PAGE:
LAWRENCE, KS.- The Spencer Museum of Art
is sharing rarely-seen objects from its collection with the public this season. In accordance with a long-standing tradition, the 18th-century Italian presepio, or nativity scene, is on view in the Renaissance Gallery. This nativity exemplifies an ornate style that was created in Naples , and in addition to the standard depictions of the Infant Jesus, Mary, Joseph and the Magi, the elaborate composition contains a wide range of figures reflecting everyday Neapolitan life. Given to the Spencer in 1928 by Mrs. Sally Casey Thayer, the presepio demonstrates the skill and expressivity of the18th-century artisans who created these popular nativity scenes.
Also, for the duration of the winter season, Four Flemish Tapestries will be on view in the Central Court . This exhibition features important components of the Spencers extensive textile collection that have not been shown for nearly 25 years. The four large tapestries were created during the late 16th and early 17th centuries, and are exceptional for their completeness and quality. These tapestries depict a range of subjects, from a fanciful leopard hunt to an idyllic scene of country life, and they illustrate the virtuosity of the Flemish workshops that were important centers of tapestry production from the late 1300s until the 18th century.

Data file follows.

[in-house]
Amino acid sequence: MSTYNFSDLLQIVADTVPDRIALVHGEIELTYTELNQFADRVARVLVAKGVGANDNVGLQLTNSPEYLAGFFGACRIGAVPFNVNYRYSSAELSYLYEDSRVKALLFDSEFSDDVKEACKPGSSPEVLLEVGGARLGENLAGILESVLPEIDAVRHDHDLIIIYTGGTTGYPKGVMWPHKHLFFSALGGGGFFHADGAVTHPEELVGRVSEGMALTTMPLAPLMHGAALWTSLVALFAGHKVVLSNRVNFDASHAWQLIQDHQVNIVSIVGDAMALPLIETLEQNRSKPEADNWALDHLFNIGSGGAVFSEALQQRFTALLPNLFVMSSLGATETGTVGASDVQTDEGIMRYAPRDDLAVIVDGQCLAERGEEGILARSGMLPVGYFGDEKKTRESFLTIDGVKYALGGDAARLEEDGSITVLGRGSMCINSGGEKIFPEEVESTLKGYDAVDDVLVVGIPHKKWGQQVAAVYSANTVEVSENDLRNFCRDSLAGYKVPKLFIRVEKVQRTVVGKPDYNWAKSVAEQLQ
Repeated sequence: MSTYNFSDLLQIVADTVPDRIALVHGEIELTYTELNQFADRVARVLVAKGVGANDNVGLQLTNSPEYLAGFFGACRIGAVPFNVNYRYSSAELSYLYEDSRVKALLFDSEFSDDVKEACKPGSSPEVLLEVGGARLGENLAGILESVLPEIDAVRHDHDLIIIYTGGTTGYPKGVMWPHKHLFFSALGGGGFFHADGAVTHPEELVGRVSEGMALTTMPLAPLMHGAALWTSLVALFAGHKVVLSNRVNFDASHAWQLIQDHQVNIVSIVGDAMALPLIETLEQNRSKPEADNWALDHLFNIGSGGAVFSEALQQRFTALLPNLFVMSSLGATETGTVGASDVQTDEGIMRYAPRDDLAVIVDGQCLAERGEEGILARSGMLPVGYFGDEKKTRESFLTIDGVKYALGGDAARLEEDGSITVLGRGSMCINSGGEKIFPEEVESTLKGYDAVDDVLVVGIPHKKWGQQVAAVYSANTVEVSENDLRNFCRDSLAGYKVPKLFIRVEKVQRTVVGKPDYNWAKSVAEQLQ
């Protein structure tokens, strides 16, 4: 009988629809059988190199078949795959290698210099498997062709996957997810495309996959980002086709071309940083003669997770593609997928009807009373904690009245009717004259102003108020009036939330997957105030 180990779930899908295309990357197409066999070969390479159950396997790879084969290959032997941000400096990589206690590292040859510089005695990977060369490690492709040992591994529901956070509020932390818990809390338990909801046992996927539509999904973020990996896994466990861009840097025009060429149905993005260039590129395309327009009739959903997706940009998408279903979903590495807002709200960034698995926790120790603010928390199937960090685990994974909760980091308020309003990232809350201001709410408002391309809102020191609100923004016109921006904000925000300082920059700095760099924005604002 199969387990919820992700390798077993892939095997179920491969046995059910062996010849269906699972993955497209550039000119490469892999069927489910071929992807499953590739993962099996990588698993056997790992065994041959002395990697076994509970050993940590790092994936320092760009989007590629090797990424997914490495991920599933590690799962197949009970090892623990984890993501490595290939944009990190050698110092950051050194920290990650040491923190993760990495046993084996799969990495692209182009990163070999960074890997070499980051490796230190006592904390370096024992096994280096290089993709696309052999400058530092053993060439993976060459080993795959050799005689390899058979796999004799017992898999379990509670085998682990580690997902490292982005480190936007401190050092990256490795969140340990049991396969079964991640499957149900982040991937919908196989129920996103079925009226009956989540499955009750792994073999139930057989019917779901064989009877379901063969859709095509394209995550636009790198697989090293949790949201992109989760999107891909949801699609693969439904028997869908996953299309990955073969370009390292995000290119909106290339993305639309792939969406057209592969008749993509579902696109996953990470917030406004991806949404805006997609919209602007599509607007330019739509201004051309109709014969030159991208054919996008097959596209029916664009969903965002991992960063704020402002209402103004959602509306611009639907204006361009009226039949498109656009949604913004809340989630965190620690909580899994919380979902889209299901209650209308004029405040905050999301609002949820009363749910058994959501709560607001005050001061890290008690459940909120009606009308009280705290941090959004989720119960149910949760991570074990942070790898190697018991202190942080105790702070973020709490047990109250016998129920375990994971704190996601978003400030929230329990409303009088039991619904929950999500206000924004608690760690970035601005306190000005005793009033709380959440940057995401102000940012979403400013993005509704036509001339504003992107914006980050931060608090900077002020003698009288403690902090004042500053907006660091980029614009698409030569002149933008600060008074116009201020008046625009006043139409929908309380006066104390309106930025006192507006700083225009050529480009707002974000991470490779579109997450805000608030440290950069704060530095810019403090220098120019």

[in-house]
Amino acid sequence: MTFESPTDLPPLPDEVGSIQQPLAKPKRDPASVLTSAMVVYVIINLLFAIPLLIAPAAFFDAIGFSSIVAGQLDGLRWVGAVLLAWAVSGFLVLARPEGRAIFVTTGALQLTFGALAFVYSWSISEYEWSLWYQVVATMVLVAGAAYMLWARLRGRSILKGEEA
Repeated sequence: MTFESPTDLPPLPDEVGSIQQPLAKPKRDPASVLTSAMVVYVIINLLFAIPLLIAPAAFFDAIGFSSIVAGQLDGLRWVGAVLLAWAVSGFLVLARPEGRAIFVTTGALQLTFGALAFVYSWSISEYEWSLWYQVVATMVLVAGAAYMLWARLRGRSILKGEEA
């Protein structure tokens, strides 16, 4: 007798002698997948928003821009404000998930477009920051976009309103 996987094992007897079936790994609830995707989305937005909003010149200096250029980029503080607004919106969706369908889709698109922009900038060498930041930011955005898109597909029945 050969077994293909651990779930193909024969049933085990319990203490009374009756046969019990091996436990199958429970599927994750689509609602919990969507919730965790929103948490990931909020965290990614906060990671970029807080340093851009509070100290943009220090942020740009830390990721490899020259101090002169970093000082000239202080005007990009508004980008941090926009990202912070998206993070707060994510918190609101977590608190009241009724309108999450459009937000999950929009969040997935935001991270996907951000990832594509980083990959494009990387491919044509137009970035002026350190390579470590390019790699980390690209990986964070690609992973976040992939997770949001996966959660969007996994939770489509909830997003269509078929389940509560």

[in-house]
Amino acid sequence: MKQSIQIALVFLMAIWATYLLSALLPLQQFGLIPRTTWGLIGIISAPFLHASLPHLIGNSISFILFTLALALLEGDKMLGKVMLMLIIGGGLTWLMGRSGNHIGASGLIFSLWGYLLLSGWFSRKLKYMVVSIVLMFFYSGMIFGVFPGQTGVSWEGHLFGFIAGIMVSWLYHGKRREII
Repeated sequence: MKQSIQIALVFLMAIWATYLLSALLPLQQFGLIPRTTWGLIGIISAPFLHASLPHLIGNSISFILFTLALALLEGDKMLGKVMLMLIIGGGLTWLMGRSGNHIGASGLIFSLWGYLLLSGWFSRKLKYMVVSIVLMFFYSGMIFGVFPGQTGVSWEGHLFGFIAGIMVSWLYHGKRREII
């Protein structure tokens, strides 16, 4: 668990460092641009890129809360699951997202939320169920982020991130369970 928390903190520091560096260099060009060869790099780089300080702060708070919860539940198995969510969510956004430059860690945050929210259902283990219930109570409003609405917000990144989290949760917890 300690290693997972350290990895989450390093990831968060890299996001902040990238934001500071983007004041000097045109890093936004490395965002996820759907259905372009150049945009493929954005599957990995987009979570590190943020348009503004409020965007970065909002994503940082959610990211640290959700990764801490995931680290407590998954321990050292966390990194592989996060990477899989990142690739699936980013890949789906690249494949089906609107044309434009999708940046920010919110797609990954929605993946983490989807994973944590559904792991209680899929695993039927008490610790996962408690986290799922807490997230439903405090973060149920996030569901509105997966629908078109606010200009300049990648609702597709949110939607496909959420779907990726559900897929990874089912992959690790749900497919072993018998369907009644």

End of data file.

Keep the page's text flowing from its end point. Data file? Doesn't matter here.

Exhibitions currently on view at the Spencer include Big Shots: Andy Warhol, Celebrity Culture, and the 1980s, Earthly Vessels: African Ceramics, and Extra/Ordinary: Video Art from Asia.